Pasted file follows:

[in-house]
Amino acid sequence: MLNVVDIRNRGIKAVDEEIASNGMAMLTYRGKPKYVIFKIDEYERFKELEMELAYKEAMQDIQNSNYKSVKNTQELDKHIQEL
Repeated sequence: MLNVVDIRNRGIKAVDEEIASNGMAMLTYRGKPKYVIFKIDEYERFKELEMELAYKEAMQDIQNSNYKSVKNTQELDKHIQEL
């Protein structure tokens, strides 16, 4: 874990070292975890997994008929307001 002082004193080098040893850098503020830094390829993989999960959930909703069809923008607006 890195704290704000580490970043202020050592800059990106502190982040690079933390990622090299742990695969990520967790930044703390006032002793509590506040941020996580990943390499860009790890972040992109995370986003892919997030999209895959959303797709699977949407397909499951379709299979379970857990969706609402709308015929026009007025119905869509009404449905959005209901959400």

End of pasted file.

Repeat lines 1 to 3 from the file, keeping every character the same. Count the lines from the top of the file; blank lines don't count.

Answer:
[in-house]
Amino acid sequence: MLNVVDIRNRGIKAVDEEIASNGMAMLTYRGKPKYVIFKIDEYERFKELEMELAYKEAMQDIQNSNYKSVKNTQELDKHIQEL
Repeated sequence: MLNVVDIRNRGIKAVDEEIASNGMAMLTYRGKPKYVIFKIDEYERFKELEMELAYKEAMQDIQNSNYKSVKNTQELDKHIQEL